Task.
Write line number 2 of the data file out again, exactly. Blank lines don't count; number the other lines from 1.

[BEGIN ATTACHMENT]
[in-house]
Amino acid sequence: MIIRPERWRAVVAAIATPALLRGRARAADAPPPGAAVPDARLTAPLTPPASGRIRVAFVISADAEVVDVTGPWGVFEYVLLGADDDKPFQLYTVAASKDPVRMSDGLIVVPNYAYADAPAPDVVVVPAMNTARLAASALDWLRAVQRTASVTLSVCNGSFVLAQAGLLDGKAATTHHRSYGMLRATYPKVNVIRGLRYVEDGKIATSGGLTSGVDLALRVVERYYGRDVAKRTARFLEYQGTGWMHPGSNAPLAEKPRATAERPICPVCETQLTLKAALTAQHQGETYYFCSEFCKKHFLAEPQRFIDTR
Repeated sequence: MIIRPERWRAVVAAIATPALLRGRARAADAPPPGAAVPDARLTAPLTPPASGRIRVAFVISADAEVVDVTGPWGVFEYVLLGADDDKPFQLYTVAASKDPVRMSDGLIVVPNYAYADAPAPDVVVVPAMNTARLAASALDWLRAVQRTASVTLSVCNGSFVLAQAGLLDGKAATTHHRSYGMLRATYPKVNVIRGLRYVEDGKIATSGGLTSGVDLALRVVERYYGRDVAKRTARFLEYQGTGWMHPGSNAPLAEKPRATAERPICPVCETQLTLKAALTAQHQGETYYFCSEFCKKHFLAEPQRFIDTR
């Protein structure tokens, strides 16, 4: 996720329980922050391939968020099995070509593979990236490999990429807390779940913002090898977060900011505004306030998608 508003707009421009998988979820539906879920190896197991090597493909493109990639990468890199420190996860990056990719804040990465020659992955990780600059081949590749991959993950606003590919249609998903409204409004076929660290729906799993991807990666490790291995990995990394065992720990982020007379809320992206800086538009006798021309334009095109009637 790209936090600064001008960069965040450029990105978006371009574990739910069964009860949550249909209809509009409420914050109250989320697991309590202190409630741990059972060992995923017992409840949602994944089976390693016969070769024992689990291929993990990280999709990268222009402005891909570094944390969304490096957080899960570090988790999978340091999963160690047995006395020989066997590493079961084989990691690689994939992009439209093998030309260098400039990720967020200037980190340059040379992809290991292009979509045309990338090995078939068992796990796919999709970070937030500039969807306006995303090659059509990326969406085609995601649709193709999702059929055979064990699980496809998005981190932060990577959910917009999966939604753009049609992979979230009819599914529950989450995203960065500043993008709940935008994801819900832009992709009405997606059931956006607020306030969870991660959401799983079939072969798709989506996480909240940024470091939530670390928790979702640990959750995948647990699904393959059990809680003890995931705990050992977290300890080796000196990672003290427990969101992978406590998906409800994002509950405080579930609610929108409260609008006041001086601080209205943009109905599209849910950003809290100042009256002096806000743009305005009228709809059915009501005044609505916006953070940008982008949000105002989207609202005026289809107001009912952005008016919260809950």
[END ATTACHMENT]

Amino acid sequence: MIIRPERWRAVVAAIATPALLRGRARAADAPPPGAAVPDARLTAPLTPPASGRIRVAFVISADAEVVDVTGPWGVFEYVLLGADDDKPFQLYTVAASKDPVRMSDGLIVVPNYAYADAPAPDVVVVPAMNTARLAASALDWLRAVQRTASVTLSVCNGSFVLAQAGLLDGKAATTHHRSYGMLRATYPKVNVIRGLRYVEDGKIATSGGLTSGVDLALRVVERYYGRDVAKRTARFLEYQGTGWMHPGSNAPLAEKPRATAERPICPVCETQLTLKAALTAQHQGETYYFCSEFCKKHFLAEPQRFIDTR